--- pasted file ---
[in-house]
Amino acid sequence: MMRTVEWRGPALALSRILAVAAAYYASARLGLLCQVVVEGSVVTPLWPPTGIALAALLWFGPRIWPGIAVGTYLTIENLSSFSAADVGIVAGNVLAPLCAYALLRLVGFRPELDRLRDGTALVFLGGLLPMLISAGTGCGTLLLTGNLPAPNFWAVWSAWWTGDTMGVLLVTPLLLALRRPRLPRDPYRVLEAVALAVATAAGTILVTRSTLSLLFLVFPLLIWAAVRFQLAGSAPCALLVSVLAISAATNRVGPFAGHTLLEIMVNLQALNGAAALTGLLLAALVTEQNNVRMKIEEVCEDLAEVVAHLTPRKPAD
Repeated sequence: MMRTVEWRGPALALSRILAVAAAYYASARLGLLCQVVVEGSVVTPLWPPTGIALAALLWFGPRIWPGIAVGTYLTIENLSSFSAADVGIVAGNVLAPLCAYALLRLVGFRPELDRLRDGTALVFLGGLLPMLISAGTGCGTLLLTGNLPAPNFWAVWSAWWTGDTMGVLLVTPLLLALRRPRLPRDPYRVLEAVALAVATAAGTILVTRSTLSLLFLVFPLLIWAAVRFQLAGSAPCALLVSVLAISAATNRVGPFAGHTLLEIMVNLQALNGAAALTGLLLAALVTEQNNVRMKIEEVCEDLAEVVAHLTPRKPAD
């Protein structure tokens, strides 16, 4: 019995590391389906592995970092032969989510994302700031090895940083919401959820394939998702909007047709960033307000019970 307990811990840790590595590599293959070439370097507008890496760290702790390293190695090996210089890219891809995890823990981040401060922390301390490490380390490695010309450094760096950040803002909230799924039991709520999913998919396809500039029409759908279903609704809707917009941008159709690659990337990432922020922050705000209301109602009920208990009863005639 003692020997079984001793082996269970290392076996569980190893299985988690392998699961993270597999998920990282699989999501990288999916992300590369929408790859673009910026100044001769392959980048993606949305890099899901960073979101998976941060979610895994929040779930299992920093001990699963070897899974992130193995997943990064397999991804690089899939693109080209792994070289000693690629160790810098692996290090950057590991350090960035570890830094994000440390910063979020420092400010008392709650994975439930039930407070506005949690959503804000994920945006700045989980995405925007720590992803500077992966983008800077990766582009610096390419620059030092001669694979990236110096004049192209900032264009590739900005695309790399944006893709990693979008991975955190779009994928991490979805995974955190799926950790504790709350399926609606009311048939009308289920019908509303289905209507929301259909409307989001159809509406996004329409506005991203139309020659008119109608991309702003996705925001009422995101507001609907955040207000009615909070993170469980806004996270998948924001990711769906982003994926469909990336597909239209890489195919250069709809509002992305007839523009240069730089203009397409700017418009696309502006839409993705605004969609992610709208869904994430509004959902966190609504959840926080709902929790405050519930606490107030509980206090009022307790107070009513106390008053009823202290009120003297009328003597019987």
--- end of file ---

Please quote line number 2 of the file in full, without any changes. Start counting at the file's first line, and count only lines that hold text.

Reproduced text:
Amino acid sequence: MMRTVEWRGPALALSRILAVAAAYYASARLGLLCQVVVEGSVVTPLWPPTGIALAALLWFGPRIWPGIAVGTYLTIENLSSFSAADVGIVAGNVLAPLCAYALLRLVGFRPELDRLRDGTALVFLGGLLPMLISAGTGCGTLLLTGNLPAPNFWAVWSAWWTGDTMGVLLVTPLLLALRRPRLPRDPYRVLEAVALAVATAAGTILVTRSTLSLLFLVFPLLIWAAVRFQLAGSAPCALLVSVLAISAATNRVGPFAGHTLLEIMVNLQALNGAAALTGLLLAALVTEQNNVRMKIEEVCEDLAEVVAHLTPRKPAD